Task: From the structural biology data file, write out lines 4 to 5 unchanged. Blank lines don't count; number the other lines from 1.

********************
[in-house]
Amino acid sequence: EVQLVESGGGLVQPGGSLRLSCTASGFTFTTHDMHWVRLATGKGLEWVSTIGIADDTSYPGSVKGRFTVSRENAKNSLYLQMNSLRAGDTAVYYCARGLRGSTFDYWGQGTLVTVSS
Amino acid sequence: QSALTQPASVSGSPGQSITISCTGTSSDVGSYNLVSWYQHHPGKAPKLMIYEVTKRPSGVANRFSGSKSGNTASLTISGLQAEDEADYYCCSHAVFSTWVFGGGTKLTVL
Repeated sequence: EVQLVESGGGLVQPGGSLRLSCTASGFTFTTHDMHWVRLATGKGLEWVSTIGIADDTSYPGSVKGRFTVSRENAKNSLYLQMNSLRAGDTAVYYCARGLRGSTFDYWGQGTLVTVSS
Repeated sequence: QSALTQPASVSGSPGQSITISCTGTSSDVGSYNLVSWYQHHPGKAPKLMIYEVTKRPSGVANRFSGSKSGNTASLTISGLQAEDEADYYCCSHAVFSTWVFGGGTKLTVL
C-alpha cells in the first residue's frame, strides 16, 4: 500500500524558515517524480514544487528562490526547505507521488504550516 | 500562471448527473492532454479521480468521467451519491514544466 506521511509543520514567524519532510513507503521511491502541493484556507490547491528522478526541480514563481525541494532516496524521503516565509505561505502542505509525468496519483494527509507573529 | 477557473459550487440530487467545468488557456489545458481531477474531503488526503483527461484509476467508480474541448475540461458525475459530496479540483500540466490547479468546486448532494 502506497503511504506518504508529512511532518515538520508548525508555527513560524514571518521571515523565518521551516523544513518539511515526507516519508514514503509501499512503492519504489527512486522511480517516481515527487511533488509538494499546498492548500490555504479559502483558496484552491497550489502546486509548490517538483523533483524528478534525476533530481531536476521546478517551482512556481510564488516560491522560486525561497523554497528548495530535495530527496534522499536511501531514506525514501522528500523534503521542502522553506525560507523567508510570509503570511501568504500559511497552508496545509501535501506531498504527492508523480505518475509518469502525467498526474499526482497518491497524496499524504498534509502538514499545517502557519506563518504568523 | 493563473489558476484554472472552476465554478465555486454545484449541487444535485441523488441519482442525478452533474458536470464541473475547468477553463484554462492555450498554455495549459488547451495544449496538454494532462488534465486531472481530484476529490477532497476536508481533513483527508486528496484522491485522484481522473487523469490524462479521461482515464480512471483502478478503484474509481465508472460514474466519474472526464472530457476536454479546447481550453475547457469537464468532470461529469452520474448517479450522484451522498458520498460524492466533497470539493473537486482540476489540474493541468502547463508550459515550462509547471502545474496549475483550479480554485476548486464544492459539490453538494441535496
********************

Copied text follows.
Repeated sequence: EVQLVESGGGLVQPGGSLRLSCTASGFTFTTHDMHWVRLATGKGLEWVSTIGIADDTSYPGSVKGRFTVSRENAKNSLYLQMNSLRAGDTAVYYCARGLRGSTFDYWGQGTLVTVSS
Repeated sequence: QSALTQPASVSGSPGQSITISCTGTSSDVGSYNLVSWYQHHPGKAPKLMIYEVTKRPSGVANRFSGSKSGNTASLTISGLQAEDEADYYCCSHAVFSTWVFGGGTKLTVL